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He collapses onto me, shaking and out of breath. We lie in silence, neither of us needing to speak to know what the other is thinking.

“WHERE DO YOU want to go?” I ask him. I don’t even want to leave the bed, but Hardin offering to take me out in Seattle, during the day, is something that hasn’t happened in the past, and I’m not sure if or when it will happen again.

“I don’t give a shit, really. Maybe, like, shopping?” His eyes roam my face. “Do you need to go shopping? Or want to?”

“I don’t really need anything . . .” I answer. When I look up and see how nervous he looks lying there next to me, I backtrack. “Yeah, sure. Shopping is fine.”

He’s making such an effort. Simple things that couples usually do are completely out of Hardin’s comfort zone. I smile at him, remembering the night he took me ice skating to prove that he could, in fact, be a regular boyfriend.

It was so much fun, and he was so charming and playful, much like he’s been the past week and a half. I don’t want a “regular” boyfriend—I want Hardin, with his crude humor and sour attitude, to take me on simple dates every once in a while and make me feel secure enough in our relationship that the downs will be washed away by the ups.

“Cool.” He shifts uncomfortably.

“I just need to brush my teeth and tie my hair back.”

“And maybe get dressed.” He cups the overly sensitive area between my thighs. Hardin has already used one of his shirts to wipe me clean, something he used to do all the time.

“Right. Maybe I should rinse off in the shower.” I gulp, wondering if Hardin and I will go another round before we leave. Frankly, I don’t know if either of us could handle it.

I stand up from the bed and wince. I knew I was going to be starting my period any day now; why did it have to come right now, of all days? I suppose it works in my favor, though, since it’ll be gone by the time we leave for England.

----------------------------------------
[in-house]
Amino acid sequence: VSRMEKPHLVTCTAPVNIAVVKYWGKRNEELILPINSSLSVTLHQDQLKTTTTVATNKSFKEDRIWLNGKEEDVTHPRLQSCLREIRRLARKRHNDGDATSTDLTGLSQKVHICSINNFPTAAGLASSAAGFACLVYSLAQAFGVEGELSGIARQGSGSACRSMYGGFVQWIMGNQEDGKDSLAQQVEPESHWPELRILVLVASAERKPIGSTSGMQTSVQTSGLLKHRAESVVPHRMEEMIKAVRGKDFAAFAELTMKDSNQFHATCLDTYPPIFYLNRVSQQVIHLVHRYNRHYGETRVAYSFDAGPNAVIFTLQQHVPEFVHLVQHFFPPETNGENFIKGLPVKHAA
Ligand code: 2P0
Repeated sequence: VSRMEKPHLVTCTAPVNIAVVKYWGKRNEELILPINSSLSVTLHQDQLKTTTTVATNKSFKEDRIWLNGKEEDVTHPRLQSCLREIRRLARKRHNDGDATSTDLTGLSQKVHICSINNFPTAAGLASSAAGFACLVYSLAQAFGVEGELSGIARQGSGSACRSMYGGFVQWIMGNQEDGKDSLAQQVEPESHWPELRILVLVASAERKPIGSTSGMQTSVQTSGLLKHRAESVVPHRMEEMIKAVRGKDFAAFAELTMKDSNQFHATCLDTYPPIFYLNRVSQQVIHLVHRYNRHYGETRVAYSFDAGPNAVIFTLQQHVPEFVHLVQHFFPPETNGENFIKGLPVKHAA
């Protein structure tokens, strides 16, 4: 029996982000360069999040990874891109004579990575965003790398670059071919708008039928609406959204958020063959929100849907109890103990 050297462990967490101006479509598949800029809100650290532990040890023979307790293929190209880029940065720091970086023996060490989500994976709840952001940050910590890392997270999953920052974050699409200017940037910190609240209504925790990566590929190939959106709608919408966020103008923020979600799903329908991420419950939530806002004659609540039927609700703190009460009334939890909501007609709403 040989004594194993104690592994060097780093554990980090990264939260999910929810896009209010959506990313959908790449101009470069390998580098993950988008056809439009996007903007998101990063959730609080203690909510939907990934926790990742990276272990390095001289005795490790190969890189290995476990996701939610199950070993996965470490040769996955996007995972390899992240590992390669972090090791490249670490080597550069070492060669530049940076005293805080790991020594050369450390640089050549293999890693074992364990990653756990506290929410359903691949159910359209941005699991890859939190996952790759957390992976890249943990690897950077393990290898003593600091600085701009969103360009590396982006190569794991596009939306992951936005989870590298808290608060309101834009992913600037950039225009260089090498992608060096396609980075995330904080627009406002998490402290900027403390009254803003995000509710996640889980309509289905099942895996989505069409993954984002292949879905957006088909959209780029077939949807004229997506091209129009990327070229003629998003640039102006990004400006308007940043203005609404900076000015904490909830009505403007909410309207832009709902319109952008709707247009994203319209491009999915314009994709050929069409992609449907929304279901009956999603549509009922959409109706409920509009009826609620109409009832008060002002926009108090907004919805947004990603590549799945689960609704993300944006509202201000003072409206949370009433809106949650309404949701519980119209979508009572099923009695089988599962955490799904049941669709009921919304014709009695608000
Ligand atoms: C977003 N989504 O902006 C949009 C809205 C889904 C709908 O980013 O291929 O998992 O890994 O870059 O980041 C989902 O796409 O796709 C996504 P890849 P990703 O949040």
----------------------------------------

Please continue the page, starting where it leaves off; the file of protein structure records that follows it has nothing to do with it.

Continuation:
Leave for England . . . it doesn’t seem real.

“What?” Hardin says with a questioning look.

“I’m . . . it’s that time . . .” I look away from him, knowing that he’s had an entire month to store up his jokes.

“Hmm . . . and what time is that?” He smirks, looking at his bare wrist as if there’s a watch there.

“Don’t . . .” I whine, pressing my thighs together so I can hurry and put on enough clothes to make it to the bathroom.

“Would you look at that? A hangover and a bloody attitude!” he taunts.

“Your jokes are terrible.” I pull his T-shirt over my head and catch the languid smile he shoots at me as he takes in the sight of me wearing his shirt again.

“Terrible, huh?” His green eyes dance with amusement. “Maybe so terrible that you want to pull the plug on them?”

I hurry and exit the room while he’s still laughing to himself.

Chapter one hundred and nineteen


I didn’t even know you two were here. I thought Tessa had classes today,” Kimberly says to me when I enter the kitchen. Why is she even here?

“She wasn’t feeling well,” I reply. “Aren’t you supposed to be at work . . . or is staying home another perk of fucking your boss?”

“Actually, I don’t feel well either, you ass.” She tosses a wadded-up piece of paper at me but misses.

“You and Tessa should really learn how to hold your champagne,” I tell her.

She flips me off.

The microwave sounds, and she pulls out a plastic bowl filled with something that looks and smells like cat food, then sits down at the countertop. She inhales forkful after forkful. I lift my fingers to safeguard my nose.

“That smells like pure shit,” I remark.

“Where’s Tessa? She’ll shut you up.”

“Wouldn’t count on it.” I grin. I have sort of come to like taunting Vance’s fiancée. She has a thick skin, and she’s obnoxious enough that I’m provided with plenty of ammunition.

“Wouldn’t count on what?” Tessa joins us in the kitchen dressed in a sweatshirt, tight jeans, and those slipper things she swears are shoes. Really, they’re nothing but overpriced cloth wrapped around a piece of cardboard, using the pretense of charity to rip off stupid consumers. She disagrees, of course, so I’ve learned to keep this opinion to myself.

“Nothing.” I dig my hands into my pockets to fight the urge to nudge Kimberly’s smug ass off the stool.

“He’s mouthing off, nothing new.” Kim takes another bite of her cat food.

“Let’s go, she’s annoying,” I say just loud enough for Kim to hear.

“Be nice,” Tessa scolds me. I take her hand in mine and lead her out of the house.

When we get into the car, Tessa shoves a handful of plugs into my glove compartment. An idea strikes me. “You need to get on birth control,” I tell her. I’ve been so careless lately, and now that I’ve felt her without a condom, there’s no going back.

“I know. I keep meaning to make a doctor’s appointment, but it’s hard to get an appointment with student insurance.”

“Sure, sure.”

“Maybe later this week I can get in. I need to do it soon; you’re careless lately,” she says.

“Careless? Me?” I scoff, trying not to panic. “You’re the one that keeps catching me off guard, and I can’t think straight.”

“Oh please!” She giggles and leans her head back against the headrest.

“Hey, if you want to ruin your life by having a child, go for it, but you sure as hell aren’t taking me down with you.” I squeeze her thigh, and she frowns. “What?”